Monica Corrado is a whole food chef and food educator, with a private practice called Simply Being Well in Takoma Park, Maryland. She owned an organic catering company for several years which prepared food from local, organic and sustainable farms, and catered to environmental and “green” groups, embassies, as well as individuals throughout the Washington, DC metropolitan area. Monica was a founding member of one of the first CSAs (community supported agriculture) in her area in 1998. She has knowledge of biodynamic agriculture and Ayurveda, as well as 10 years study in alternative healing modalities. Her desire to “teach people to fish” instead of “giving them a fish” led to the opening of her practice in 2006. Monica uses her knowledge and experience to assist clients in expanding their awareness of the relationship between food and wellness. She believes that food can heal and food can keep one healthy: good, clean food which is prepared well is a cornerstone for well-being. To this end, Monica conducts private and group cooking classes on nourishing, traditional foods, and helps people sort out the confusing messages about what is good for you and what is not. She has taught hundreds of people how to cook nourishing, traditional foods for themselves and their families. Some of her clients are cancer survivors, menopausal women, new moms and dads, and others like you who are interested in using food to heal and / or to “simply be well”. Monica is a member of the Honorary Board of the Weston A. Price Foundation.
Beef Stock - How to Finish and Strain
Whole food chef and food educator Monica Corrado demonstrates how to finish and strain your nutrient rich beef stock.
Hi, I am Monica Corrado with Simply Being Well, and we are going to finish and strain our stock now. This stock has been roiling for up to 72 hours. This particular stock roiled for over 44 hours -- yes, 44 hours cumulative time. So, if we take a look at the stock now, we still have a little bit of scum on the top. Were going to take that off. Just do a quick skim. Its not too much there; as you can see, weve done a pretty good job going along of getting the scum off the top of the stock.
Okay, so we turn the stock off now, and were going to look for a couple of things with our bones to see if weve gotten a rich stock. Ive got tongs here, and were just going to take a look at the bones, and you can see how the vinegar that we added at the beginning helped to draw out the calcium from the bones and the magnesium and the potassium. So, lets take a look.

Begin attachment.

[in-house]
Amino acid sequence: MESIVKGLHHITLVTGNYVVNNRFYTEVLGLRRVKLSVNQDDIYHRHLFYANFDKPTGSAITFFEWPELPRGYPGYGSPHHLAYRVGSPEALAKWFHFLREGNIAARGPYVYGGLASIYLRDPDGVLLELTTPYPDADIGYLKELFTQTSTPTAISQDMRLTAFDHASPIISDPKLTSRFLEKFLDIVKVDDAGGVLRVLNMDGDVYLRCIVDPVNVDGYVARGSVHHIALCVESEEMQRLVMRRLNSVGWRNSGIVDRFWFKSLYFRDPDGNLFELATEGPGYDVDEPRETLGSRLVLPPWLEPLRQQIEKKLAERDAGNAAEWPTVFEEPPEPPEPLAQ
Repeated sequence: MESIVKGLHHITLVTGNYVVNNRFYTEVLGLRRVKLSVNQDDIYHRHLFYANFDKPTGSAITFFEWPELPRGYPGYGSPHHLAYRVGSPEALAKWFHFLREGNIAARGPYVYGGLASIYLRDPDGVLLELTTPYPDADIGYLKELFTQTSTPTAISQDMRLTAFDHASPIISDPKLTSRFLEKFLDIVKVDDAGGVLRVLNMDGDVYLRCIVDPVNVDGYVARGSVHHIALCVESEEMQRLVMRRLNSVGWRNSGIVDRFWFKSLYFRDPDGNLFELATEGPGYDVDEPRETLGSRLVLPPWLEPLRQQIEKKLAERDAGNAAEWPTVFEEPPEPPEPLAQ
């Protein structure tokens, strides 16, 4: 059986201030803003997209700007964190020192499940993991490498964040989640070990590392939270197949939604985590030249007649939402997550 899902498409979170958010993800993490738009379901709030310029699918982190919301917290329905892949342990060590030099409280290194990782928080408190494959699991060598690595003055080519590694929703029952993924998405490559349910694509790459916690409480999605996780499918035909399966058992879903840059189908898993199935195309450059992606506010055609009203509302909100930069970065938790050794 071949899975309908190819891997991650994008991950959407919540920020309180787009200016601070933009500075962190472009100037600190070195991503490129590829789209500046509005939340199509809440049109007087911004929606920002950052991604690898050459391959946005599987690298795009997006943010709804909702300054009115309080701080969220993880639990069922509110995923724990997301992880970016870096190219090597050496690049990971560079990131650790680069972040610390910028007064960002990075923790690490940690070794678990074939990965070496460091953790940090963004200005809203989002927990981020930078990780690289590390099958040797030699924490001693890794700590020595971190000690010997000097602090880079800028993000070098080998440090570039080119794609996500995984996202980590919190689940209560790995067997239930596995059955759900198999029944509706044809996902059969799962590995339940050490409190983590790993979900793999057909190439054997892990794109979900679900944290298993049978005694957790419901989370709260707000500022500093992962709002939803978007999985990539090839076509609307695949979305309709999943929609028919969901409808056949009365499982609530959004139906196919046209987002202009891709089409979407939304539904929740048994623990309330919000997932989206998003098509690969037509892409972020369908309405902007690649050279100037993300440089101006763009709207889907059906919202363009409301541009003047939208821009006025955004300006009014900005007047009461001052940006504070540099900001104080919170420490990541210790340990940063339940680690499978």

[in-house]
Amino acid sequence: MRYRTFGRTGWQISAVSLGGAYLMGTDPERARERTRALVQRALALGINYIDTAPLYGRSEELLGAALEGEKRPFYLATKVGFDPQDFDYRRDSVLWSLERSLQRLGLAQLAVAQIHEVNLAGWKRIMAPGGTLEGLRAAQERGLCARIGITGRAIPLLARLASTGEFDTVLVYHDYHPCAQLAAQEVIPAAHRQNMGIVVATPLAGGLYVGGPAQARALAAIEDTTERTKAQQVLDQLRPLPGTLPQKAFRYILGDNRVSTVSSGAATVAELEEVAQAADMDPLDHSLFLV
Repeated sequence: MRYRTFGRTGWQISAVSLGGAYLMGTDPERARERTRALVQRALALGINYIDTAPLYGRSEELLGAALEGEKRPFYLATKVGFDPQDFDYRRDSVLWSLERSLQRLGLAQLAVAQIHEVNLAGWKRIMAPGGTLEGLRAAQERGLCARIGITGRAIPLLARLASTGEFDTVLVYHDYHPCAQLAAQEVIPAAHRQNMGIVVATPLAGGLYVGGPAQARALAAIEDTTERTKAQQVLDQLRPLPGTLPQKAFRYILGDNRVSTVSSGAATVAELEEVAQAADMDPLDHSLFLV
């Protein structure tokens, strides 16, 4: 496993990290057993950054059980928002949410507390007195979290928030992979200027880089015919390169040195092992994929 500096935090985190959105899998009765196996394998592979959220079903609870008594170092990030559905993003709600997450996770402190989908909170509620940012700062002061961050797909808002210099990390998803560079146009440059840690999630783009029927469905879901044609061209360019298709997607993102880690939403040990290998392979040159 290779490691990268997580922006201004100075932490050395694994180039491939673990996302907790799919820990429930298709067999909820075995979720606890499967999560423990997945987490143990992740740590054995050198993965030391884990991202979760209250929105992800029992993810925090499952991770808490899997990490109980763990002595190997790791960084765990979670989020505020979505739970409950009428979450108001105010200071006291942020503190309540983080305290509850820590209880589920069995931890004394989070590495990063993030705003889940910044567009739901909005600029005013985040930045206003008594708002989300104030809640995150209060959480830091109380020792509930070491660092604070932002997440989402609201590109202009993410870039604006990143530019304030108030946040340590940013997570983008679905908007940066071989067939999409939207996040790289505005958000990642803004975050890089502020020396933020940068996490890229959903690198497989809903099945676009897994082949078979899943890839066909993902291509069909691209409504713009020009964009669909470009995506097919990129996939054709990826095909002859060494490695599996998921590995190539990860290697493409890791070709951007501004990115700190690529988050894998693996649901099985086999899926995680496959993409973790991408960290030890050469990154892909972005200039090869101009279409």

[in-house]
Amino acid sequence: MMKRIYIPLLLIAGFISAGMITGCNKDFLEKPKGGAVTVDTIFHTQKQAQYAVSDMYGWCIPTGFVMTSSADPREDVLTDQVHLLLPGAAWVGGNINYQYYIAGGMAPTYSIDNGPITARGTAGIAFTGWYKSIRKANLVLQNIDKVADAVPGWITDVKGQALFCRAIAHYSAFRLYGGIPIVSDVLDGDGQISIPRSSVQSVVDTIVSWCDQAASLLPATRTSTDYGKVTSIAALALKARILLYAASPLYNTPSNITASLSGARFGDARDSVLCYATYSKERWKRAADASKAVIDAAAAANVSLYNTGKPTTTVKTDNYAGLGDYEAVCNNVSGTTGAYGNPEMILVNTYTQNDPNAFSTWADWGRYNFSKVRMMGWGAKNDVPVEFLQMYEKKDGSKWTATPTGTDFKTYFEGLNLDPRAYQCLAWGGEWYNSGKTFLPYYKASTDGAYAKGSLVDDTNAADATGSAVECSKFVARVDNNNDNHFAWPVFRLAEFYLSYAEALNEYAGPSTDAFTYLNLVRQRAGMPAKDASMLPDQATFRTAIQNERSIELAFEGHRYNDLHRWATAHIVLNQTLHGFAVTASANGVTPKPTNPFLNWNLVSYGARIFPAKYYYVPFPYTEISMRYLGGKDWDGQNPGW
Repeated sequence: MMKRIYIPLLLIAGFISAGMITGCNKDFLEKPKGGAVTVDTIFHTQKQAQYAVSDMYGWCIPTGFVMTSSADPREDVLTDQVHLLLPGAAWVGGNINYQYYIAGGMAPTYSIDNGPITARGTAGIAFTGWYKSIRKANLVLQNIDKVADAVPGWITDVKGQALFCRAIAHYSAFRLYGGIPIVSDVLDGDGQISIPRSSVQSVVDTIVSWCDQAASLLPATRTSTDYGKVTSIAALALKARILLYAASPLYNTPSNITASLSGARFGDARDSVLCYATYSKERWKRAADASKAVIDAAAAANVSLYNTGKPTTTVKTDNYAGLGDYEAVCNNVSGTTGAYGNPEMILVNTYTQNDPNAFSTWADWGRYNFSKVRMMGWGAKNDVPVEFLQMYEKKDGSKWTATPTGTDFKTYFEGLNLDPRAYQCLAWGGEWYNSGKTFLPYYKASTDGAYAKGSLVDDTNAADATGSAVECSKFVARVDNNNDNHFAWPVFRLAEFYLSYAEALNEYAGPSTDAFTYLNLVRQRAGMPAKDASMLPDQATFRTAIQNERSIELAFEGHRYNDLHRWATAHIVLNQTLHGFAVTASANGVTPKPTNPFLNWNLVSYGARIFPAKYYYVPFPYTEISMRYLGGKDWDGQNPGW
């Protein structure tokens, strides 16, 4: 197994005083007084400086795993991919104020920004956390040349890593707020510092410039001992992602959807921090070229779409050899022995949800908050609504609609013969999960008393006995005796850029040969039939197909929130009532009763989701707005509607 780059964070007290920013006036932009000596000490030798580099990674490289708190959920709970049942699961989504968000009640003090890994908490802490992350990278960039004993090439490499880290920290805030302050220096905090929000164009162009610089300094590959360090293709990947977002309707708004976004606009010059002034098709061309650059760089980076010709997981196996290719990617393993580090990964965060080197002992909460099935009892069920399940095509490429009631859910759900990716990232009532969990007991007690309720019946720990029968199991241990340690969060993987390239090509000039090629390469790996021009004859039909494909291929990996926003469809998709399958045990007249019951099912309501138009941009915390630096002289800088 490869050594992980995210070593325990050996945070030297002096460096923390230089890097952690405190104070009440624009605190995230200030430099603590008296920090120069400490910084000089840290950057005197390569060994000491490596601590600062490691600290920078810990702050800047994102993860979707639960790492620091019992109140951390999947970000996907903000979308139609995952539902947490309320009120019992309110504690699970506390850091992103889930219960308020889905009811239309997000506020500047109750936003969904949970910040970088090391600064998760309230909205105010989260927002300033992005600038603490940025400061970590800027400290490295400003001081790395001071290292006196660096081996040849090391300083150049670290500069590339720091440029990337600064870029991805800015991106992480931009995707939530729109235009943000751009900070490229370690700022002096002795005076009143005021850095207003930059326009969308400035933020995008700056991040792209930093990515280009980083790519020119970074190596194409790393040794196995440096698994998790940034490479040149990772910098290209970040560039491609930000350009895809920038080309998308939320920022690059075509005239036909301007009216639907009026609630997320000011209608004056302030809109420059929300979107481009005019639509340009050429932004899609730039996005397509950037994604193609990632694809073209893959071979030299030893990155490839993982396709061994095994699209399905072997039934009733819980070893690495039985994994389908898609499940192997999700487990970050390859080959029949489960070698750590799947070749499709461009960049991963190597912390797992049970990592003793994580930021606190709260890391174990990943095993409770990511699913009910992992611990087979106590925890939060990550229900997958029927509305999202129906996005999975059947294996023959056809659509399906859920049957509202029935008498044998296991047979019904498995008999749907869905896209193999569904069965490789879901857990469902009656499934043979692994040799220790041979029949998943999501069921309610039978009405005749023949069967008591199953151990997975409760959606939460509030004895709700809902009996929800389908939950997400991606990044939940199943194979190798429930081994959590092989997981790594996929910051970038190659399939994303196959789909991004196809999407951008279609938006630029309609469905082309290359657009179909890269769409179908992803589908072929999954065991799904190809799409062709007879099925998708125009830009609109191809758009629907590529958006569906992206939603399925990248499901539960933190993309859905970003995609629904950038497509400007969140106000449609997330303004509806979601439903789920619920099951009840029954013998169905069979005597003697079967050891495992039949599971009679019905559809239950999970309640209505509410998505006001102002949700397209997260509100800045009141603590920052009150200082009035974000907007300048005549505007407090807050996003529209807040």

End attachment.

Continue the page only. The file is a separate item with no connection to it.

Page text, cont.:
First thing we can see here is that the bone itself is white. Thats a wonderful thing to see, tell-tale sign of some very good -- and look at this, you can see here, Im going to show you right here, youve got some real grooves in the bone itself. That means that the vinegar did a really good job at pulling everything out of the bone that we want to make a gelatinous stock. So thats a really good thing to see.
We are now going to strain our stock. So what you need for this is a bowl and a colander. Got a nice bowl here and a colander and were just going to pick up and pour -- and first actually, let me show you too; notice that this stock really isnt very pretty right now, in fact it looks pretty not pretty. Youve got a lot of bones in there and it looks kind of gunky - and thats great. Thats exactly what you want it to look like. So do not fear. Youve done a good job on your stock if it looks like this. So now let us dump; dumping and straining. See the rich color of the stock - gorgeous, gorgeous dark brown. Look at that dark brown color. That is dark brown partially because of the roasting of the meaty bones ahead of time. And then you have got a lot of other just stuff in the bottom -- going to try to pour a little bit more out of here withoutOkay, lets take a look too. What are you going to do with this marrow? Youre going to take it out and spread it on a piece of bread and just -- its divine, a little bit of salt. What are you going to do with all this meat from the meaty bones? Youre going to give it to your dog or your cat. The reason you do that is all of the nutrients -- and you dont need it, is that the nutrients from the meaty bones are now in the stock, and its also incredibly dry. Now, that has been cooking for 40 plus hours. So, thats what you do, the same thing with the carrots, give them to your dog or your cat. And the bones, these beef bones are actually great for your dog to chew on. This is what we do; we just take this and we strain it into a colander, into a bowl, and were going to let this sit out and come to room temperature - right now its very hot. You can let your stock be out.
You can leave your stock out on the counter for up to four hours when the internal temperature is room temperature without any question or any problem about bacteria or anything growing that can make you sick. So, dont worry about leaving your stock out to cool to room temperature. Do that, then it goes right in the refrigerator, and it should gel; if youve done a good job of the stock it will gel, and all of the fat that you see on the top here will come to the surface, harden into a white layer that you can just pop right off, peel right off and throw away. So, there we have strained stock -- not perfect yet because were going to strain it one more time to get a little bit more out of it.